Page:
You know the epiphanies that occur during the sometimes awkward transition from college to full adulthood? We call them Second Puberty.
There comes a time in every car’s life when it needs a new timing belt. And with my old 1990 Acura Legend, neither I nor my parents wanted to spring for it. It was time for me to buy my own car.
No matter how old you are, buying your first car, being responsible for the payments, the insurance, is a milestone. It’s a big responsibility. You remember getting your license at 16, right? Being able to drive gives you a sense of independence. You’re no longer bound to your parents to get to where you’re going, even if you’re just driving to school or work. It’s the principle of the thing. It’s the same when you buy a car. This time you’re really and truly on your own. No more looking to Mom and Dad when it breaks down or when the brakes need to be replaced.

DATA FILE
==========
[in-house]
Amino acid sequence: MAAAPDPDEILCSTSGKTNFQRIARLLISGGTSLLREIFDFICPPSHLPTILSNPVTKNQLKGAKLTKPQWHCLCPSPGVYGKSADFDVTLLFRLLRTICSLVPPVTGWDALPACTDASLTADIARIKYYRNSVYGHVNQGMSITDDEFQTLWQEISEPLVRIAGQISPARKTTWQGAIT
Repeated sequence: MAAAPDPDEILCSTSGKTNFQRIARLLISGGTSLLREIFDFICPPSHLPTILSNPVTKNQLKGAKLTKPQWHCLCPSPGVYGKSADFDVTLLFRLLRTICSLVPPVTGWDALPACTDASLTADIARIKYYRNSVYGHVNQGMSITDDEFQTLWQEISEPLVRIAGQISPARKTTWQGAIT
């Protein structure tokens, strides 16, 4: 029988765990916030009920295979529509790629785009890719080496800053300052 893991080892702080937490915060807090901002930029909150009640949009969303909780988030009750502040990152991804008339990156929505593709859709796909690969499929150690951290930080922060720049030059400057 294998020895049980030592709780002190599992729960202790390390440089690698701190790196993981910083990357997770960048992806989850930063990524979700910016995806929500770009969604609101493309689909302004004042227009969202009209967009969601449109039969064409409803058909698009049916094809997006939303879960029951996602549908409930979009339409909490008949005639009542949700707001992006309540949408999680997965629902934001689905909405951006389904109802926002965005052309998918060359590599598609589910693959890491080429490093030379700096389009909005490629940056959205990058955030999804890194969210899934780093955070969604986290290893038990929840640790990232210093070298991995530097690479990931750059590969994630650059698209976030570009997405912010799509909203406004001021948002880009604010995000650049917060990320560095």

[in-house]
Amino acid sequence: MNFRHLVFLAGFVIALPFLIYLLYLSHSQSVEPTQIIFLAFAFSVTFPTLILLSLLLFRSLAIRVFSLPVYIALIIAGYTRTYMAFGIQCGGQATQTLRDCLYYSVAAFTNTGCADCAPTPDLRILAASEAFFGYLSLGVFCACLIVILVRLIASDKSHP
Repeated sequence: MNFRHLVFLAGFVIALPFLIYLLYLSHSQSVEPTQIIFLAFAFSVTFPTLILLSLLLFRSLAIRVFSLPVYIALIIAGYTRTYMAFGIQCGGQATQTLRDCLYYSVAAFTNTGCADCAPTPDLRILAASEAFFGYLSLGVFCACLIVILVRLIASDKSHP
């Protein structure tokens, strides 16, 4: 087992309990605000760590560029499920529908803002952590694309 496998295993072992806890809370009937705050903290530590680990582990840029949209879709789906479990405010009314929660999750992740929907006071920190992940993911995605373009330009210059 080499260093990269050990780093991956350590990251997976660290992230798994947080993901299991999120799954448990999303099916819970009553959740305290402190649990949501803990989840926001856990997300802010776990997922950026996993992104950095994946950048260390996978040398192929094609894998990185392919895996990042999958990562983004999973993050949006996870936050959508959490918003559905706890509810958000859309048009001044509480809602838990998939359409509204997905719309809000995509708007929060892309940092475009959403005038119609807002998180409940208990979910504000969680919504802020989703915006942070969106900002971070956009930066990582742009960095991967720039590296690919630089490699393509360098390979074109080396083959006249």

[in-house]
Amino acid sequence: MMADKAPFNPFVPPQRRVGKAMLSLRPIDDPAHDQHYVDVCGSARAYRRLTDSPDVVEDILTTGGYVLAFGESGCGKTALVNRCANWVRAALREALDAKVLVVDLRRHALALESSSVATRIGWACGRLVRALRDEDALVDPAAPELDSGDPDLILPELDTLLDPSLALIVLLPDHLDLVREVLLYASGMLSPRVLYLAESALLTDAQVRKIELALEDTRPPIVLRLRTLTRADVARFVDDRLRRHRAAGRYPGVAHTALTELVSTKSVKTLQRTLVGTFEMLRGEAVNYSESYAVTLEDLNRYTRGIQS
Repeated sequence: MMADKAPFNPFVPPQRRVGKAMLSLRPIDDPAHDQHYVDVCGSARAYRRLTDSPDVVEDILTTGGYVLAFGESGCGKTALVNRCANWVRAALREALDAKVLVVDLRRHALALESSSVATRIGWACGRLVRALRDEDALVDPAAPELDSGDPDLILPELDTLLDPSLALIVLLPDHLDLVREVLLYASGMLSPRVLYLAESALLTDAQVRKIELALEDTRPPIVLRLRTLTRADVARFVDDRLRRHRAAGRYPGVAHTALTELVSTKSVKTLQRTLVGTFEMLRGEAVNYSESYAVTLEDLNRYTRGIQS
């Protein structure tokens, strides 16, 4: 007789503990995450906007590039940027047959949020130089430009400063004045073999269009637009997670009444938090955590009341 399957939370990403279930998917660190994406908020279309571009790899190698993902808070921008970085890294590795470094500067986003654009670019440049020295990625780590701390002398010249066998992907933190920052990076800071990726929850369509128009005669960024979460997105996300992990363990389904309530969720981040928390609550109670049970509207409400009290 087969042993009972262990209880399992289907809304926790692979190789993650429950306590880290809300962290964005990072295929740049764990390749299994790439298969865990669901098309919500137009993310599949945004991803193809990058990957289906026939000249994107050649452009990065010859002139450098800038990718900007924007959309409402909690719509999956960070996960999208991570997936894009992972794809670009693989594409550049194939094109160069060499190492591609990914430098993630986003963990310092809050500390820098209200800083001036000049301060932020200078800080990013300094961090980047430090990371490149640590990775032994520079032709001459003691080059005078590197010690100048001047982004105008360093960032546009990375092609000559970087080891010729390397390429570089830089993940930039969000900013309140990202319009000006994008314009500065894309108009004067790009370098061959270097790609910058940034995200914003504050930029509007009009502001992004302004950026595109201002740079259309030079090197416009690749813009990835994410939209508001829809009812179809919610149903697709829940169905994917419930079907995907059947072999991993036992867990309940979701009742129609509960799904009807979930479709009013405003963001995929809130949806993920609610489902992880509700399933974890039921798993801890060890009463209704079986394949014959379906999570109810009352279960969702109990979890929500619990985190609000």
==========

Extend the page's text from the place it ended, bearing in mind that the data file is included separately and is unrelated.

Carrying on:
I can give you a list of all the things I did wrong when I bought my little Yaris, beginning with doing very little shopping around and basically buying the one that looked the nicest on the manufacturer’s website. I didn’t know anything about negotiating, list prices or receipt prices. I only test drove the one car and decided I liked it the best. And worst of all, I bought it new. Though the Yaris has maintained its value pretty well, there was still that chunk of depreciation as soon as I dove it off the lot.
Driving it off the lot was an exhilarating experience. I did it all by myself. I made the decision, I purchased it with my own loan that only I was responsible for. It was almost scary how easy it was to walk out the door with my new key in my hand and that new car smell in the seats.
But coming away with the car was only part of what made it real to me. I have a pretty good relationship with my parents. We had agreed together that it was time for me to buy a car, and they even gave me the Acura to trade in as a down payment. When I told them that the new car was mine, that everything was signed and done, they were a little shocked. They expected to have to help more, at least by cosigning the loan. I stood on my own two feet and did it by myself, no training wheels. I didn’t do it particularly well, but it was done. It was scary, but it felt really good.